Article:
So the choices are:  “defects” – which might just be physical defects or annoying habits that the lover overlooks initially but which after a while start to grate on the lover and turn love to disdain.  If that “definition” of defects is open, then answer (a) is suboptimal, since that kind of “defect” would not imply that the speaker is unworthy of love.

Reasons of “settled gravity” – we can’t tell exactly what this means, and maybe the speaker is being sarcastic, but it seems likely that this refers to real, good reasons for not loving the speaker.  If that’s what it means, then it means that the speaker has reason to know that he is not actually worthy of love.  That seems to match the question better.  Yes, the word “reasons” is not in the quote.  But “settled gravity” is the modifier that makes the reasons what they are – and creates the implication of a true moral defect, and unworthiness of love.

But the makers of the test were apparently unaware of this potential for confusion, and they even list this as an “easy” question.

For the record, I’ve looked at four books of the Sonnets (the Bush/Harbage Pelican version, the Duncan-Jones Arden version, the Cross/Brooke Yale version), and the Wright/Lamarr Folger version), and none of them provide a clear answer to the question.  Wright and Lamarr give“for staid decorum” for “of settled gravity,” which seems like a bit of a stretch.  This would have to be the “sarcastic” interpretation suggested above.  In their “translation” of the entire sonnet, they seem to equate “reasons of settled gravity” with “prudence.”  I’m not saying this interpretation is wrong, it’s just far from clear.  They don't explain why they reject the plain language interpretation of "settled gravity."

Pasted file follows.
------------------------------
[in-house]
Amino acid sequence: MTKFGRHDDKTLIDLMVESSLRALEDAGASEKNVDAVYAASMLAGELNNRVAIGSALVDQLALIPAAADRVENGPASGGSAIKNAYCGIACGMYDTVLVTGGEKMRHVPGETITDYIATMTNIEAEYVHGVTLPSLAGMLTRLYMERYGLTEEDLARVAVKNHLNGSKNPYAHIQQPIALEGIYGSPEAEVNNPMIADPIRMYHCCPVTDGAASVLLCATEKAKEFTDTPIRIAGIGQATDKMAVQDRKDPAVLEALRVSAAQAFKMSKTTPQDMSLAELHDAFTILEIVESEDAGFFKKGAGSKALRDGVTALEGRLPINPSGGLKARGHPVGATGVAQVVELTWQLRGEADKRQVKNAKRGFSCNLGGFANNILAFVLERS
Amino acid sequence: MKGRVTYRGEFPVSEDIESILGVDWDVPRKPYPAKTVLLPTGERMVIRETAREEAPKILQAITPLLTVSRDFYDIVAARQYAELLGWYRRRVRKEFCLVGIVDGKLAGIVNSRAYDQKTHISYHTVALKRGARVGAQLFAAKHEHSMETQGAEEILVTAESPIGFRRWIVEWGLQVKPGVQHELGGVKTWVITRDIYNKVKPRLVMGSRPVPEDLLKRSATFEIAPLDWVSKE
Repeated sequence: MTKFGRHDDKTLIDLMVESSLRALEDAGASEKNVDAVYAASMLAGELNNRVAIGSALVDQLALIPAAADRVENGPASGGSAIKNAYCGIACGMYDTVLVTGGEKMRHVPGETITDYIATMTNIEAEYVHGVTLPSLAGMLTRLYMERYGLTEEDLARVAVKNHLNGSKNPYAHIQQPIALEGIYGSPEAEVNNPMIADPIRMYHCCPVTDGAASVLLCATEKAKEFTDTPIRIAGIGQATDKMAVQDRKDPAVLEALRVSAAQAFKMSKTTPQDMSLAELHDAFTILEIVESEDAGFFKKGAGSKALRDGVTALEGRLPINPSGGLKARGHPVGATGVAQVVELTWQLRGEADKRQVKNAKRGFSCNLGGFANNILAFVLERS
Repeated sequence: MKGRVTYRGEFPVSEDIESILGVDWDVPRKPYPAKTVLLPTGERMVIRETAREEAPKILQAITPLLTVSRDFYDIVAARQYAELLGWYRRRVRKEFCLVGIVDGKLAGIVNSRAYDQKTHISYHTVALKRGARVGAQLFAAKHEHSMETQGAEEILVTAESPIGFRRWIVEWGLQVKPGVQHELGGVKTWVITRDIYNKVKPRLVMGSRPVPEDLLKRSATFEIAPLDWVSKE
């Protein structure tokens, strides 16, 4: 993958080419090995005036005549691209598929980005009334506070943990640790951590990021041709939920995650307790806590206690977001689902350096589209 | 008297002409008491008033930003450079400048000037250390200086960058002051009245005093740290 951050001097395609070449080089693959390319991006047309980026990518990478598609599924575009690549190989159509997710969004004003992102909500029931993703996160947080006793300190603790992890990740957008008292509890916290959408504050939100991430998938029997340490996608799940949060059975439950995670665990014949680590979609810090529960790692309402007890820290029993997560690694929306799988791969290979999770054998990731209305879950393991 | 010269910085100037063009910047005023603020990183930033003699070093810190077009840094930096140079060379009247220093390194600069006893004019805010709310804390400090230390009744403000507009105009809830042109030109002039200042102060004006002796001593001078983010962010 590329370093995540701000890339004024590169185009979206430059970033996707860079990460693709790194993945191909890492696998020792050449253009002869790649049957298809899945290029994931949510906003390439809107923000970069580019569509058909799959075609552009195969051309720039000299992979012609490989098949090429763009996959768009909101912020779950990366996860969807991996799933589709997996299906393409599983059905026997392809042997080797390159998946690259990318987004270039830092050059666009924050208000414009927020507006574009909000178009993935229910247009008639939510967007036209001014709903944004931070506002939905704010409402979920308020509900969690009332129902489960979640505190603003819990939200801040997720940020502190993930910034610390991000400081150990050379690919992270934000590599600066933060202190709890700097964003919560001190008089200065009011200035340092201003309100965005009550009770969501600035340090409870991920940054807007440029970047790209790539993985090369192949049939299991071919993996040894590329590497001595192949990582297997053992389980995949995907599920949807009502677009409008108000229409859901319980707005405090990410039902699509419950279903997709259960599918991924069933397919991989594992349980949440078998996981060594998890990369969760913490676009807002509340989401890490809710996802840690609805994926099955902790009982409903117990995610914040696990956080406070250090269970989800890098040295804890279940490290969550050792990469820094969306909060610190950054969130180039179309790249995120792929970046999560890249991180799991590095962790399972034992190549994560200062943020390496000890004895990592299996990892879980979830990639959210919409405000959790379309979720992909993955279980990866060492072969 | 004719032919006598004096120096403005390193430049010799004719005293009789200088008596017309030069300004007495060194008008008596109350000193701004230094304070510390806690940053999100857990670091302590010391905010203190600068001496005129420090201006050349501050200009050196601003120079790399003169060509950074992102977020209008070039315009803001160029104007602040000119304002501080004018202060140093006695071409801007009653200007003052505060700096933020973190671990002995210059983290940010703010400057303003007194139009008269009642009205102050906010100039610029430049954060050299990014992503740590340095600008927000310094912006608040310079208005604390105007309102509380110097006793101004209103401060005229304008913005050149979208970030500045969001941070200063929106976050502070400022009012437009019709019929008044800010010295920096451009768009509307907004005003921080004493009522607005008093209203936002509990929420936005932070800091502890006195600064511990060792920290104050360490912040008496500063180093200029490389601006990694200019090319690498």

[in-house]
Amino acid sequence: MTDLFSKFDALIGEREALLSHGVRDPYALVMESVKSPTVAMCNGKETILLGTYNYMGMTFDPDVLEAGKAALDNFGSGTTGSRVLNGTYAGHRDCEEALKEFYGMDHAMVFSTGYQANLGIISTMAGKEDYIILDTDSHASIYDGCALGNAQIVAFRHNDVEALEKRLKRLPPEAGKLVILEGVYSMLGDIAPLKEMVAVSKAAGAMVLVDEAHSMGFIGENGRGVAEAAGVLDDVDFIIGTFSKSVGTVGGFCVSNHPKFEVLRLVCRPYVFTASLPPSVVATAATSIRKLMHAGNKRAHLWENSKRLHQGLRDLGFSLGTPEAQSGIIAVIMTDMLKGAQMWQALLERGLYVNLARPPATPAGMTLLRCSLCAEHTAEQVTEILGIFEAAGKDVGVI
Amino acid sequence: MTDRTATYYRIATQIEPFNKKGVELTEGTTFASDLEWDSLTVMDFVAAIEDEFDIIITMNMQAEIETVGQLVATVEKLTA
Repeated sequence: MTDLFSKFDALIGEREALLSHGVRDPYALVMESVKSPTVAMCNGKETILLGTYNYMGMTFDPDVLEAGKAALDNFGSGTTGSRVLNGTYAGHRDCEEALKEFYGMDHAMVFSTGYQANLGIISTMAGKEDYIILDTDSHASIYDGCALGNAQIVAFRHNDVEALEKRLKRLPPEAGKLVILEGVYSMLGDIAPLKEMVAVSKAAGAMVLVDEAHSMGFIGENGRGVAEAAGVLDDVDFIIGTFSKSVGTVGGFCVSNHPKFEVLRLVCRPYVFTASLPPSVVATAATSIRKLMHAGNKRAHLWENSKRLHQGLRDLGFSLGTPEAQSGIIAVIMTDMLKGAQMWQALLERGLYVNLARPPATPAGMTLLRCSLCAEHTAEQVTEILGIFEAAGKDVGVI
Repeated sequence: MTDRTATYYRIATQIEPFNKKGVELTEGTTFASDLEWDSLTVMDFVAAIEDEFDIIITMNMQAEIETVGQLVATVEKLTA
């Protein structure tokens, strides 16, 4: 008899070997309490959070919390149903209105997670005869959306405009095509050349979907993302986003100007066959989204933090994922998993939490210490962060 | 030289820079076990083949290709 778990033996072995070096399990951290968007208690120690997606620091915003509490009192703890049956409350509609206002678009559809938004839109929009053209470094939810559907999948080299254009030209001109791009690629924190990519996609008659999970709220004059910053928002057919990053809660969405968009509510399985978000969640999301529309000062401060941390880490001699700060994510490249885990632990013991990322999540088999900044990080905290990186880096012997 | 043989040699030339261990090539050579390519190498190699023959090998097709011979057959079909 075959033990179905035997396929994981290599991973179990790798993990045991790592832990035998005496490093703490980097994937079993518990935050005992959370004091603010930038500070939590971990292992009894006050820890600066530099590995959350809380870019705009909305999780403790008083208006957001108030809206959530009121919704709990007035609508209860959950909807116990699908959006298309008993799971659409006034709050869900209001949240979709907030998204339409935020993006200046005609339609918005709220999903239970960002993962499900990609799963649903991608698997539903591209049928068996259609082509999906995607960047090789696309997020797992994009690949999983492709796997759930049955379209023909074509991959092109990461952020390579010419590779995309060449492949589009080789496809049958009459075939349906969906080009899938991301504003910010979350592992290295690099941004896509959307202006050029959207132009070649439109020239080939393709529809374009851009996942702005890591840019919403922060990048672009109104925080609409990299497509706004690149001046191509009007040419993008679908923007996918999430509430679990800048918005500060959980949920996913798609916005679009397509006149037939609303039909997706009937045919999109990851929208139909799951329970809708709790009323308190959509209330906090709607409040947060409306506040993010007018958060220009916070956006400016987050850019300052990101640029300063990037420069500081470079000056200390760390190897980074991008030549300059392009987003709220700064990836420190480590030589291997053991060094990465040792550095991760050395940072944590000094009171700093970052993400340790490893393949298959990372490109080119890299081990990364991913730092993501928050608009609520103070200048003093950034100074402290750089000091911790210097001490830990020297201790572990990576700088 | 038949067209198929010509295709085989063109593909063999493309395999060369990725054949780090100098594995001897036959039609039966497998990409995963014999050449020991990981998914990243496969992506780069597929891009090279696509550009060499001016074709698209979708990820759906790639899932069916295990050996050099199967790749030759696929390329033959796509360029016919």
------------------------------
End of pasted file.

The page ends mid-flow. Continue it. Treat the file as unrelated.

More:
Cross and Brooke simply give "for a grave demeanor" with no further explanation.  So they read the line as "Shall reasons find for a grave demeanor," even though the line says absolutely nothing about demeanor or looks.

Bush and Harbage are more straightforward in acknowledging the ambiguity of the line:  for “of settled gravity” they write:  “for continued coldness (?) “of sufficient weight(?).  I have no idea where they get “coldness" from (or "continued," for that matter).  I still think "agreed upon" is better than "sufficient" for "settled" but I won't quibble -- their “reasons of sufficient weight” option is similar to my reading as suggesting true defects, for which there is good reason not to love the person.

Duncan Jones gives “gravity” as “the mature judgment associated with age” and cites 2H4 (Henry IV Pt. 2) line 1.2.60 (where the Chief Justice says: "There is not a white hair on your face but should have his effect of gravity" and Falstaff responds "His effect of gravy, gravy, gravy." She thinks the sonnet parallels Henry V’s rejection of Falstaff (a different, much later, passage of the same play), and she says:  “Since neither his own love nor that of the young man can be justified, the future cessation of the youth’s affection needs no justification either.” It’s not clear where in the text she is getting the "no justification for cessation" idea from. But it seems inconsistent with the premise of the SAT II question, which is that the speaker is not worthy of love, and that the cessation of love CAN be justified in some way.  It also seems inconsistent with what she just said about "mature judgment." Seriously, it’s hard to tell what she’s saying or where she’s getting it.

So by now you've spent fifteen minutes thinking about it and are no closer to the right answer than you were when you first looked at the problem.  No matter how you look at it, there are problems with BOTH answers.  In your mind you're trying to figure out which one is less wrong, which might well lead you to check "settled gravity," which at least has a chance of being right (and it is consistent with one of the suggestions from Cross and Brooke).  But remember -- if you have to think about it this long, it's because you're thinking of something the question writer didn't think of.   Just check "defects" and move on!